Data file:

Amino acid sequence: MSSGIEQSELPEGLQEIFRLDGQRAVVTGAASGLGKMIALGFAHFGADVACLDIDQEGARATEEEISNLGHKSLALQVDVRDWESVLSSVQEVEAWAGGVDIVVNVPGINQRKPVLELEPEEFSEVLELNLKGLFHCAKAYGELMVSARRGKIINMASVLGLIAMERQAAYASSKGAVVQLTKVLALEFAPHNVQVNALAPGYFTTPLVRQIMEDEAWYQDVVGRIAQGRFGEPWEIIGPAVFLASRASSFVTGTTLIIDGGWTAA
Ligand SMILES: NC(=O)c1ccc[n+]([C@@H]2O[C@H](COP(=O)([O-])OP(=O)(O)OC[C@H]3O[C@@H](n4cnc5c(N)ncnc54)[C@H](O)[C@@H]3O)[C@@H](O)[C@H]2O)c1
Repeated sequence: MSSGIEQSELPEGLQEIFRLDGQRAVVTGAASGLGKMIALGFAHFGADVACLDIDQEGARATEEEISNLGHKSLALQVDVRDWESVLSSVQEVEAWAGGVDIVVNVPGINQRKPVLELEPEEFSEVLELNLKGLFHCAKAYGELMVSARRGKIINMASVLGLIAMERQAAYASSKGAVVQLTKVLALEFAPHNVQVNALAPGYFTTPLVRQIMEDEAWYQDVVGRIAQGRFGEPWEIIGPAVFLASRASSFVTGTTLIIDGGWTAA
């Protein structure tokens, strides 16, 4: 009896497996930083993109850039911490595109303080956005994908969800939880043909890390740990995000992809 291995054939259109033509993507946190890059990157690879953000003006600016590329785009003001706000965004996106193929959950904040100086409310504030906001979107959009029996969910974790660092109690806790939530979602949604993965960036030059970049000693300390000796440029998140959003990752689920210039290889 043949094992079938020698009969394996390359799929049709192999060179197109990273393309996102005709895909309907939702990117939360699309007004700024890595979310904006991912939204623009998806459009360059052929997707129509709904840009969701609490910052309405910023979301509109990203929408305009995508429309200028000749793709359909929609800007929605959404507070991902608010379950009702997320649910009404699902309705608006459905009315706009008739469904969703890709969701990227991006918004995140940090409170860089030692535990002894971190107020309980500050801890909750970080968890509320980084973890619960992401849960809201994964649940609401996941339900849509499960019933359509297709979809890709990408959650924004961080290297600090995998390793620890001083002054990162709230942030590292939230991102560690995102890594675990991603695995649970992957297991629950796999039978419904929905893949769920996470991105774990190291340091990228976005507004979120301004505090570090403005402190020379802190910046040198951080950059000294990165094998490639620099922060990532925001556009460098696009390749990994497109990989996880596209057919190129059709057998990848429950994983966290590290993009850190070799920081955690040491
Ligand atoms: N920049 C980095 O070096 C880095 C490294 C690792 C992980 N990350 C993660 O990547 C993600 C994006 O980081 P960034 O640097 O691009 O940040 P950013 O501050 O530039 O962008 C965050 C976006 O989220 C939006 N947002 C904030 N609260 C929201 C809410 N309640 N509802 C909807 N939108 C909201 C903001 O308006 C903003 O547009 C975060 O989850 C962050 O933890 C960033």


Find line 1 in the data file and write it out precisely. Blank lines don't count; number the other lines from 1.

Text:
Amino acid sequence: MSSGIEQSELPEGLQEIFRLDGQRAVVTGAASGLGKMIALGFAHFGADVACLDIDQEGARATEEEISNLGHKSLALQVDVRDWESVLSSVQEVEAWAGGVDIVVNVPGINQRKPVLELEPEEFSEVLELNLKGLFHCAKAYGELMVSARRGKIINMASVLGLIAMERQAAYASSKGAVVQLTKVLALEFAPHNVQVNALAPGYFTTPLVRQIMEDEAWYQDVVGRIAQGRFGEPWEIIGPAVFLASRASSFVTGTTLIIDGGWTAA